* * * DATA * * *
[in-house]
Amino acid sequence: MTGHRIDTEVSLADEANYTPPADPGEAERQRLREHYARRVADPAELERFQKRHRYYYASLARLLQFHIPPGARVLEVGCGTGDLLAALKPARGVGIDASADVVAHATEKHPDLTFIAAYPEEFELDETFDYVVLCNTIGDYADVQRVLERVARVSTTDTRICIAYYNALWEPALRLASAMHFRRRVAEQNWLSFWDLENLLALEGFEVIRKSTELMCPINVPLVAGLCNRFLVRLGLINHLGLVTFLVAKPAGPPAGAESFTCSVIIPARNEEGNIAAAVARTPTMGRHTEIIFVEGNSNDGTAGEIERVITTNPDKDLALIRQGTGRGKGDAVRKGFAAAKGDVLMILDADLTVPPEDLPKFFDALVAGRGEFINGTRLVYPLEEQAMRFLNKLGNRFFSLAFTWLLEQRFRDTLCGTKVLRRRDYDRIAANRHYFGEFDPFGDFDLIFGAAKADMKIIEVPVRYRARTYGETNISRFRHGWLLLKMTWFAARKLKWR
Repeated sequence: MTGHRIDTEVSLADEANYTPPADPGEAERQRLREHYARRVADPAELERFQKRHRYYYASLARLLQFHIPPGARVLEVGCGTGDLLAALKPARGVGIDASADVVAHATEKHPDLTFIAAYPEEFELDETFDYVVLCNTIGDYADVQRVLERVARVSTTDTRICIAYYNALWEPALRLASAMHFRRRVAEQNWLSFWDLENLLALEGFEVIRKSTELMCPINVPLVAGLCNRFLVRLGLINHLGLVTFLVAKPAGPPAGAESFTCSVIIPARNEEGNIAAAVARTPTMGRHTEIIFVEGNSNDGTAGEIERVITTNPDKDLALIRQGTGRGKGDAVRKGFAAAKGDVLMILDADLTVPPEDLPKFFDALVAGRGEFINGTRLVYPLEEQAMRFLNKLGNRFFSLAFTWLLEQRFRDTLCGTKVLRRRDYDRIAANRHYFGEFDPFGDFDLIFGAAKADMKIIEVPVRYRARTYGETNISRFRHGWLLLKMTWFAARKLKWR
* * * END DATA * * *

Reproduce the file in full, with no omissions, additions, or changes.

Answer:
[in-house]
Amino acid sequence: MTGHRIDTEVSLADEANYTPPADPGEAERQRLREHYARRVADPAELERFQKRHRYYYASLARLLQFHIPPGARVLEVGCGTGDLLAALKPARGVGIDASADVVAHATEKHPDLTFIAAYPEEFELDETFDYVVLCNTIGDYADVQRVLERVARVSTTDTRICIAYYNALWEPALRLASAMHFRRRVAEQNWLSFWDLENLLALEGFEVIRKSTELMCPINVPLVAGLCNRFLVRLGLINHLGLVTFLVAKPAGPPAGAESFTCSVIIPARNEEGNIAAAVARTPTMGRHTEIIFVEGNSNDGTAGEIERVITTNPDKDLALIRQGTGRGKGDAVRKGFAAAKGDVLMILDADLTVPPEDLPKFFDALVAGRGEFINGTRLVYPLEEQAMRFLNKLGNRFFSLAFTWLLEQRFRDTLCGTKVLRRRDYDRIAANRHYFGEFDPFGDFDLIFGAAKADMKIIEVPVRYRARTYGETNISRFRHGWLLLKMTWFAARKLKWR
Repeated sequence: MTGHRIDTEVSLADEANYTPPADPGEAERQRLREHYARRVADPAELERFQKRHRYYYASLARLLQFHIPPGARVLEVGCGTGDLLAALKPARGVGIDASADVVAHATEKHPDLTFIAAYPEEFELDETFDYVVLCNTIGDYADVQRVLERVARVSTTDTRICIAYYNALWEPALRLASAMHFRRRVAEQNWLSFWDLENLLALEGFEVIRKSTELMCPINVPLVAGLCNRFLVRLGLINHLGLVTFLVAKPAGPPAGAESFTCSVIIPARNEEGNIAAAVARTPTMGRHTEIIFVEGNSNDGTAGEIERVITTNPDKDLALIRQGTGRGKGDAVRKGFAAAKGDVLMILDADLTVPPEDLPKFFDALVAGRGEFINGTRLVYPLEEQAMRFLNKLGNRFFSLAFTWLLEQRFRDTLCGTKVLRRRDYDRIAANRHYFGEFDPFGDFDLIFGAAKADMKIIEVPVRYRARTYGETNISRFRHGWLLLKMTWFAARKLKWR